Adolescent gambling and substance use are viewed as a public health concern internationally. The early onset age of gambling is a known risk factor for developing gambling problems later in life. The aims of this study are: to evaluate the internal consistency reliability, factorial validity and classification accuracy of the Finnish version of DSM-IV-Multiple Response-Juvenile (DSM-IV-MR-J) criteria measuring at-risk/problem gambling (ARPG); to examine gender differences in gambling participation, ARPG and substance use among first-year junior high school students; and to investigate the association of gambling and gaming (video game playing) participation, substance use and social variables with ARPG.
This study examined 988 adolescents (mean age 13.4 years) at 11 public schools in Finland between October-December 2013. The response rate was 91.6%. Chi-squared test and binary logistic regression analysis were used.
'Illegal acts' was the most endorsed and sensitive, but the least specific criteria identifying ARPG. During the past year, 51.6% of the respondents had gambled, 7.9% were identified as at-risk/problem gamblers (DSM-IV-MR-J score?=?2), 8.0% had smoked and 8.9% had been drinking for intoxication, and the first three were significantly more common among boys than girls. The odds ratio of being a male past-year at-risk/problem gambler was 2.27, 5.78 for gambling often or sometimes, 2.42 for video game playing weekly or more often and 6.23 for having peer gamblers.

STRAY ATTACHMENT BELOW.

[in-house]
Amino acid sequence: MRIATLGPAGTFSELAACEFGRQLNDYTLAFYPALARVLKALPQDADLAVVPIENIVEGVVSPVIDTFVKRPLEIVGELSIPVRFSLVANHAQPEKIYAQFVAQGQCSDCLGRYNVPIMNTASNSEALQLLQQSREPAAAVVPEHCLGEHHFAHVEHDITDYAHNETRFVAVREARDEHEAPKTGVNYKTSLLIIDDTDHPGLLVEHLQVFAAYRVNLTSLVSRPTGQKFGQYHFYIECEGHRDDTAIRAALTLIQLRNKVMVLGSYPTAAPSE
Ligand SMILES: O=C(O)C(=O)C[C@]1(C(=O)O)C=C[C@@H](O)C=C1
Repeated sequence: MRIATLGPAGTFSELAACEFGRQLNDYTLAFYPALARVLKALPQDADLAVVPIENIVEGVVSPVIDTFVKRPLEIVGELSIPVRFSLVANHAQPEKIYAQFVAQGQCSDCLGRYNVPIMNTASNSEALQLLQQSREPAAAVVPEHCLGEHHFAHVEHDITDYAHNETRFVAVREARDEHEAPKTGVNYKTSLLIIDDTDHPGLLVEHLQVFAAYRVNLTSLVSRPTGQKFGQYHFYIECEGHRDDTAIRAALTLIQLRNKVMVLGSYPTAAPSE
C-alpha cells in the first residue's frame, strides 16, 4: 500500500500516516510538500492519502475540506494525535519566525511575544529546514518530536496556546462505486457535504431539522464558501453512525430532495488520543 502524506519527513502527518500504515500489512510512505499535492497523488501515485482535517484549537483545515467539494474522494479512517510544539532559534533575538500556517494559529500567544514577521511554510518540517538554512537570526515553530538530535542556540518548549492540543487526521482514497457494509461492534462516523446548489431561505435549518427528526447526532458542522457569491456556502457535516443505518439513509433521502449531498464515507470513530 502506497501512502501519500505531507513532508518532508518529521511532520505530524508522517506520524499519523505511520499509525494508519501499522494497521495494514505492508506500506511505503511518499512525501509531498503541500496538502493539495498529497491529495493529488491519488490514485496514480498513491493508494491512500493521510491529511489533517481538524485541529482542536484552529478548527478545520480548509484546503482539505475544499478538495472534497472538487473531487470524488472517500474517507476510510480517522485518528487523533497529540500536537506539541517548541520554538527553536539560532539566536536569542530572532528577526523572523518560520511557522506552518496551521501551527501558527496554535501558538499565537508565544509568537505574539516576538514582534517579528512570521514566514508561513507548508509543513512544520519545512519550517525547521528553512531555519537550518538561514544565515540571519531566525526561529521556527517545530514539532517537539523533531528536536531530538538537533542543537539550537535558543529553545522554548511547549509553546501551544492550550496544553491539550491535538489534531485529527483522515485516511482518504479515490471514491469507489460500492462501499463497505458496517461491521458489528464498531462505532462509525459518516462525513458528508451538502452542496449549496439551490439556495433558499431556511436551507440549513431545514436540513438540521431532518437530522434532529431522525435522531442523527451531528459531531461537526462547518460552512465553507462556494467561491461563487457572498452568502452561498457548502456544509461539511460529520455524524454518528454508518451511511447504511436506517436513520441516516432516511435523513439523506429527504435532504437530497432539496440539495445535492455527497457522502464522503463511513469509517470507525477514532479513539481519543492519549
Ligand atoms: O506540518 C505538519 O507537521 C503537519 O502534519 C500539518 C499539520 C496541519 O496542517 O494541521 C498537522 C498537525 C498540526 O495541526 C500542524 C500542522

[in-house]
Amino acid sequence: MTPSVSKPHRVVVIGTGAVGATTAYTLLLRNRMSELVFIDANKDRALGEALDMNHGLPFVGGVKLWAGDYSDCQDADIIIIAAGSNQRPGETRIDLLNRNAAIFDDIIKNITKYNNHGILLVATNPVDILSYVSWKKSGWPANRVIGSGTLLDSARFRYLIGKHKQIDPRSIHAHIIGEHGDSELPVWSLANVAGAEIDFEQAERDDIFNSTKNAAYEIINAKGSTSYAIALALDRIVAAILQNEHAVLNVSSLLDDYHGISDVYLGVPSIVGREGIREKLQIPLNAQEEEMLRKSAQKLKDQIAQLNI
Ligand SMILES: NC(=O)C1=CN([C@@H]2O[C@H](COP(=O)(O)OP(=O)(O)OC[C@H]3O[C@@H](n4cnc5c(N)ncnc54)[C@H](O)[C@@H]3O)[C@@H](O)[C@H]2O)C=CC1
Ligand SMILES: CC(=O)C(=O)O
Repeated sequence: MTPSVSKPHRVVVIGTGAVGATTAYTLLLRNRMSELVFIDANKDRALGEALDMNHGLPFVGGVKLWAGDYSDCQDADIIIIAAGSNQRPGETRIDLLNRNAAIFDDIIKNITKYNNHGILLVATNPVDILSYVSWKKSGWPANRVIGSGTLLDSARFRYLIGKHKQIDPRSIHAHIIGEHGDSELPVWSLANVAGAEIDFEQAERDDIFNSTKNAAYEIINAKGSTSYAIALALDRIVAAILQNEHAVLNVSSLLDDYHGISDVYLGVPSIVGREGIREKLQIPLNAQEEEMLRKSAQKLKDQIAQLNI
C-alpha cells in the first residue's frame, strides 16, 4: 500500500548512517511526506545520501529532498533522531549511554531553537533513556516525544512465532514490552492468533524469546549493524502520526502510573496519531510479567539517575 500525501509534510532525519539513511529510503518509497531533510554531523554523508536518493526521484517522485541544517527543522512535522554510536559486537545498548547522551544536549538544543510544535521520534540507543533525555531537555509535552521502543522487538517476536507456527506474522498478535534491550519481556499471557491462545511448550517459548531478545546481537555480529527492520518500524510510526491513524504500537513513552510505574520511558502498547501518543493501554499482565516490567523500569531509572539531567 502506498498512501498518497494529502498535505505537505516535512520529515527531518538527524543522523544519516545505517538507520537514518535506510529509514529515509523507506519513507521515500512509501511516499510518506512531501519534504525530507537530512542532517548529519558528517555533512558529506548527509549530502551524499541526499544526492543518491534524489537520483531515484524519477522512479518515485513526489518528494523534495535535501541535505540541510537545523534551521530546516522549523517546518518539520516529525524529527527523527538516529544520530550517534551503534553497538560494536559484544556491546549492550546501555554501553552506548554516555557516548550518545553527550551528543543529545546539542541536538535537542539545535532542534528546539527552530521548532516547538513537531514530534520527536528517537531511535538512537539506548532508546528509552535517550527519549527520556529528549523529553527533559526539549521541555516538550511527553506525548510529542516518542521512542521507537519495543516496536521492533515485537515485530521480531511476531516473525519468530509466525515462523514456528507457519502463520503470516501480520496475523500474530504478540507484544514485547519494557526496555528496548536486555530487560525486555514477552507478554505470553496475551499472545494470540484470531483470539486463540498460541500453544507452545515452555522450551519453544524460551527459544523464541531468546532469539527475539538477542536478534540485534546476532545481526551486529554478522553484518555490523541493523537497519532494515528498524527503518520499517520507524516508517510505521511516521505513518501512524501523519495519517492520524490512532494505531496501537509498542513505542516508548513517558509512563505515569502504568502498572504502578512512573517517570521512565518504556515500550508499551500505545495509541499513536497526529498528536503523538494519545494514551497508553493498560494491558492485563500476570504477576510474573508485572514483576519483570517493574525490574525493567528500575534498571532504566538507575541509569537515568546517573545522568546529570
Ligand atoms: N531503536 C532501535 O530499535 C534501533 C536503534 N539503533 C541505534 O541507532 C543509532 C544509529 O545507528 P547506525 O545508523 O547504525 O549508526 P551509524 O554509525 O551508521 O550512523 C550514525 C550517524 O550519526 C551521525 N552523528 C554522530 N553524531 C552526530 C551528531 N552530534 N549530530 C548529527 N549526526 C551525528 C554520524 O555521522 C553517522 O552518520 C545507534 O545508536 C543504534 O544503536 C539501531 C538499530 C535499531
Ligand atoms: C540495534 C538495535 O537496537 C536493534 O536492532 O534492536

Overall, the Finnish version of the DSM-IV-MR-J had acceptable internal consistency reliability and factorial validity. None of the DSM-IV-MR-J criteria were accurate enough to screen ARPG per se. ARPG past-year prevalence was relatively high with males gambling more than females. ARPG was as common as drinking alcohol for intoxication and smoking. Peer gambling was strongly associated with ARPG. Efficient strategies to minimise the risks of gambling problems, tools for prevention and identification of ARPG among the underage are needed.
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